Three kilometres. That’s the space filled up by the Royal Danish House’s historical collection of books, manuscripts, maps, pictures, music, etc., assembled by the ten most recent monarchs over the past 266 years. Converted to volumes, three kilometres equals shelf space for approximately 100,000, which means that the collection has grown, on average, by nearly one book a day since its establishment in 1746. Altogether it is called Her Majesty The Queen’s Reference Library, and it constitutes one of the largest private collections in Denmark.
The Reference Library is housed in Christian VIII’s Palace at Amalienborg and at Christiansborg Palace, where the continuing growth is felt even though one might think that there was plenty of space.
Even though the Reference Library is private, it is open for inquiries from the public, which here can get access to valuable historical material that cannot be found elsewhere in Denmark, if at all. Unique manuscripts, maps and pictures, early photos, original artworks and rare, superbly outfitted books from the past five centuries are among the material that the Reference Library preserves. Much of it is in an unusually fresh and well-preserved condition, as though several centuries have passed without leaving a trace.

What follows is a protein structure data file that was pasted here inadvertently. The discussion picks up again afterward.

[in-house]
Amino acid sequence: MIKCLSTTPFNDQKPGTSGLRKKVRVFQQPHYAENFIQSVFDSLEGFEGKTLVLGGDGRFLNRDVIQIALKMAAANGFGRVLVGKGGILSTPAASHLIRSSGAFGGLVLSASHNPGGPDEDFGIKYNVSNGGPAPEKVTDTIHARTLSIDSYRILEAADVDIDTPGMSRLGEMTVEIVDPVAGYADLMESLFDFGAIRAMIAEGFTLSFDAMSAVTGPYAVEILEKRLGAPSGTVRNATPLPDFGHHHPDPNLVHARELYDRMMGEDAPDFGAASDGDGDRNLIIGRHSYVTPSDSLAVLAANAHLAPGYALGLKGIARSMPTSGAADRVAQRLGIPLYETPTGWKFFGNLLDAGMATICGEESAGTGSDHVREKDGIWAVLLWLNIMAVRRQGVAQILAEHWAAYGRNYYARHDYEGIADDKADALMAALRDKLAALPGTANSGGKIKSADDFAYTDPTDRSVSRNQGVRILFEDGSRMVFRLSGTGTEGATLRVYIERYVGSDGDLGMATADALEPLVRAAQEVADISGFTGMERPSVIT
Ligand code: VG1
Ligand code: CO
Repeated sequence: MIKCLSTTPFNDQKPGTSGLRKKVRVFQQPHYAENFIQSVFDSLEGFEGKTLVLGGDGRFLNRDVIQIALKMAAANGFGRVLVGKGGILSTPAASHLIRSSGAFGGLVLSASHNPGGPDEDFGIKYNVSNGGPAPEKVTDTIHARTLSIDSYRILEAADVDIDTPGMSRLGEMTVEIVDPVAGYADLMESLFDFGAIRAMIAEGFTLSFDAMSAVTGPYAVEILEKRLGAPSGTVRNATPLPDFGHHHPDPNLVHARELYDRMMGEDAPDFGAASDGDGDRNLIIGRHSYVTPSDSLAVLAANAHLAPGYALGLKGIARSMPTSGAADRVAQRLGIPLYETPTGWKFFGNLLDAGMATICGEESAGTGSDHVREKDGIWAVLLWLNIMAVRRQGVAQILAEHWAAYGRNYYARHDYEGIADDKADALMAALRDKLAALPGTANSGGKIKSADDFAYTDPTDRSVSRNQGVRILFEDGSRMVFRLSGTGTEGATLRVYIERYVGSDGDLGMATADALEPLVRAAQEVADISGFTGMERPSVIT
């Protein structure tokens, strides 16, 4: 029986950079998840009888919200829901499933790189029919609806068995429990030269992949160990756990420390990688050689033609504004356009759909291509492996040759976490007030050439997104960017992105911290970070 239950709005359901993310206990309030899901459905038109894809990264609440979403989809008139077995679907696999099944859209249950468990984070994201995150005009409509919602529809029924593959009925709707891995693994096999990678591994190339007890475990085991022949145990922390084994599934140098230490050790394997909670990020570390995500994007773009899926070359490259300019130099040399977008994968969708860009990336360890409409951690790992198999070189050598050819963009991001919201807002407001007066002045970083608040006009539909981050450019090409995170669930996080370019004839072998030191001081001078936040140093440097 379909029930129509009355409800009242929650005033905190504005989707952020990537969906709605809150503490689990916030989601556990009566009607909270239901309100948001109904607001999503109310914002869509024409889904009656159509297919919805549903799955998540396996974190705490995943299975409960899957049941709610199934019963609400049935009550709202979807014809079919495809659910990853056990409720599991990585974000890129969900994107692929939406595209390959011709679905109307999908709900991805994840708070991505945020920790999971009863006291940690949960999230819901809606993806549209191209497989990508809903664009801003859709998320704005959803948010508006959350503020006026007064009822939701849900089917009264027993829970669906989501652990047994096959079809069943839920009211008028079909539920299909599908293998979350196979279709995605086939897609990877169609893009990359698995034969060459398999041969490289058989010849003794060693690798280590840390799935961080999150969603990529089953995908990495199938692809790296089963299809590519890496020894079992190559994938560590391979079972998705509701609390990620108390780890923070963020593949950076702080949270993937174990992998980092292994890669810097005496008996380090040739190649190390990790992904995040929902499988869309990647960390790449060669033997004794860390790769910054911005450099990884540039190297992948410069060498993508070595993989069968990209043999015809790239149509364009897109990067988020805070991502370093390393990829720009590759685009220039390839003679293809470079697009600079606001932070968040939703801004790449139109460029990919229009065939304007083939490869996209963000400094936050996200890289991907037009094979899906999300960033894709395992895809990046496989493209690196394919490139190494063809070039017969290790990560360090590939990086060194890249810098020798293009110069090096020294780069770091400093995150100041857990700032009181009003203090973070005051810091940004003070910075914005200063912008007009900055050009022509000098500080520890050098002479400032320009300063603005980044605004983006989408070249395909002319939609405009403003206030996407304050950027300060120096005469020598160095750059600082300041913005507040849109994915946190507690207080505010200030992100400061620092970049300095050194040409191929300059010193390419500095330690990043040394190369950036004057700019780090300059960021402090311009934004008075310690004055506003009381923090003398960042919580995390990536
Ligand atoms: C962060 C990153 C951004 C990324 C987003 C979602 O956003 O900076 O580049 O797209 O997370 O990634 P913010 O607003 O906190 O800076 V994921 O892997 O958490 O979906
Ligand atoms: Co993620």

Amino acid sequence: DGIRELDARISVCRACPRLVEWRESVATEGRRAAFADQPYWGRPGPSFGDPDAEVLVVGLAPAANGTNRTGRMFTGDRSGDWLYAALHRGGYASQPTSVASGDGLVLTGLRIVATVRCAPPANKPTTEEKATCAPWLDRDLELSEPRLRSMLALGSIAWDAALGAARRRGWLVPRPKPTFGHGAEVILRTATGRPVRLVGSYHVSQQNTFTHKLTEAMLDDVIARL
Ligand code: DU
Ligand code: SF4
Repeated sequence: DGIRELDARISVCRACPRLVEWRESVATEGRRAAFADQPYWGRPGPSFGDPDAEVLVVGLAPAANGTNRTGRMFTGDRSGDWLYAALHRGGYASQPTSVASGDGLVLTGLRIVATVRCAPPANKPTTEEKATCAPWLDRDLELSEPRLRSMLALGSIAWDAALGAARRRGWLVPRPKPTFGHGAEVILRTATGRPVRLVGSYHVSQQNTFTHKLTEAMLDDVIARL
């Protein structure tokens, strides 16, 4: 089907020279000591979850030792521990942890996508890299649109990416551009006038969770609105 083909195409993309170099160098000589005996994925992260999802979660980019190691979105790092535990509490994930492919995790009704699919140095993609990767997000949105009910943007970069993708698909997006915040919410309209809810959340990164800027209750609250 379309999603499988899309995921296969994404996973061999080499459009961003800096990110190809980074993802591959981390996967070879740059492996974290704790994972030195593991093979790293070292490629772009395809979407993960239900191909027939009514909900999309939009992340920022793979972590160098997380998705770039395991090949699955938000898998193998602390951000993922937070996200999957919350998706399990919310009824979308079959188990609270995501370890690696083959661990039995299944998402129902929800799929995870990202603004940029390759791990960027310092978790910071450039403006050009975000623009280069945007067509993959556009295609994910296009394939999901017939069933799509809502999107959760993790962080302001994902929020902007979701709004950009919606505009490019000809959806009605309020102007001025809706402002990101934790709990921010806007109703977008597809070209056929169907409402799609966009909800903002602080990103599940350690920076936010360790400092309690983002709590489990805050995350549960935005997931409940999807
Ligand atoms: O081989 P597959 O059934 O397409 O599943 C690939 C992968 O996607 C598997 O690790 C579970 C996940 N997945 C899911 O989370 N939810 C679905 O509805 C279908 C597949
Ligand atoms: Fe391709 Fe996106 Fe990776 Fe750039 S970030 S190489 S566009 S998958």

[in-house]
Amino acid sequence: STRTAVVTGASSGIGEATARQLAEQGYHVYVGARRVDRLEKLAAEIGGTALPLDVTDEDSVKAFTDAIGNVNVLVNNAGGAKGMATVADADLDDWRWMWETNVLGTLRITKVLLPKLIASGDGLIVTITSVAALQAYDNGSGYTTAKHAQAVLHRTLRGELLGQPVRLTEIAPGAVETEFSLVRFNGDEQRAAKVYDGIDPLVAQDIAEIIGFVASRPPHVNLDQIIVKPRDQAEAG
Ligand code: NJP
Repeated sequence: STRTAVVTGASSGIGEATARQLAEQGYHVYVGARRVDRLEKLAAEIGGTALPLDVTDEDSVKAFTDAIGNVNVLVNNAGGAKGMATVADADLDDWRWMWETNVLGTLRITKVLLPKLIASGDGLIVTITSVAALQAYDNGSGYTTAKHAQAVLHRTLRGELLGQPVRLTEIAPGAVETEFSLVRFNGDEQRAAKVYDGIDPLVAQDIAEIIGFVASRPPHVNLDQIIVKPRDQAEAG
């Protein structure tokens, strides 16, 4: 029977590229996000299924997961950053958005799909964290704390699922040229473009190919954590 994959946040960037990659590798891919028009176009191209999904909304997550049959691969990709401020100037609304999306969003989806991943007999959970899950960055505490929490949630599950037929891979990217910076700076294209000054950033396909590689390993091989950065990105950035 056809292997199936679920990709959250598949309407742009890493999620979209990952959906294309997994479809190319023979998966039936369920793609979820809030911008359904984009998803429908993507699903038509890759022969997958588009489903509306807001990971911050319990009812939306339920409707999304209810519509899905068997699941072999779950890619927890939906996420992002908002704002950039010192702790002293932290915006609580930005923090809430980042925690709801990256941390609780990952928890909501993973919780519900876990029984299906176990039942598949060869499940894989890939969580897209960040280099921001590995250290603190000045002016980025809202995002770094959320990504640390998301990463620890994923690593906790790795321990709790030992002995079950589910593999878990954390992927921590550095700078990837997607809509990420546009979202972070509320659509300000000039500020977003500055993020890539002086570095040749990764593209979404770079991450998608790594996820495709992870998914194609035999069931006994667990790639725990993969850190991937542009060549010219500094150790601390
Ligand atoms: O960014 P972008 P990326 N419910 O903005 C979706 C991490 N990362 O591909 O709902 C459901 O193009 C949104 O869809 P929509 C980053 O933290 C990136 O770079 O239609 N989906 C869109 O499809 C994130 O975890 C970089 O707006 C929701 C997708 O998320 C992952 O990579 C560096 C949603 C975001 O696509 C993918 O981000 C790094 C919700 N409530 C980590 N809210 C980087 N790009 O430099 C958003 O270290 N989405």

It is material that tells many kinds of history.
Published November 20, 2012